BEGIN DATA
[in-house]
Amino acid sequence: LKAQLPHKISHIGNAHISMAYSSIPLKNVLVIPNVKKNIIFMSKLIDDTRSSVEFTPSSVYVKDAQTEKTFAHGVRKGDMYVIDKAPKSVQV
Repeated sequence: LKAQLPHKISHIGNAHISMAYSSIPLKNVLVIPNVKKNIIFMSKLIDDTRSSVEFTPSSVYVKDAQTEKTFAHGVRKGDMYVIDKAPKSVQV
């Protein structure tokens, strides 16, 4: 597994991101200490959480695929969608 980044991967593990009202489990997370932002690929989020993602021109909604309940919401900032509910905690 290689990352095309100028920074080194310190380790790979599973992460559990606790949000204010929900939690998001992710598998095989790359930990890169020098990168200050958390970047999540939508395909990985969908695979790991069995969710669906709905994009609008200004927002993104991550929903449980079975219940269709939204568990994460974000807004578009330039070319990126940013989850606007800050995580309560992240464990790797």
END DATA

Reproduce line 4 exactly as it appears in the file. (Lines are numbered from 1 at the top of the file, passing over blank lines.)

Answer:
């Protein structure tokens, strides 16, 4: 597994991101200490959480695929969608 980044991967593990009202489990997370932002690929989020993602021109909604309940919401900032509910905690 290689990352095309100028920074080194310190380790790979599973992460559990606790949000204010929900939690998001992710598998095989790359930990890169020098990168200050958390970047999540939508395909990985969908695979790991069995969710669906709905994009609008200004927002993104991550929903449980079975219940269709939204568990994460974000807004578009330039070319990126940013989850606007800050995580309560992240464990790797």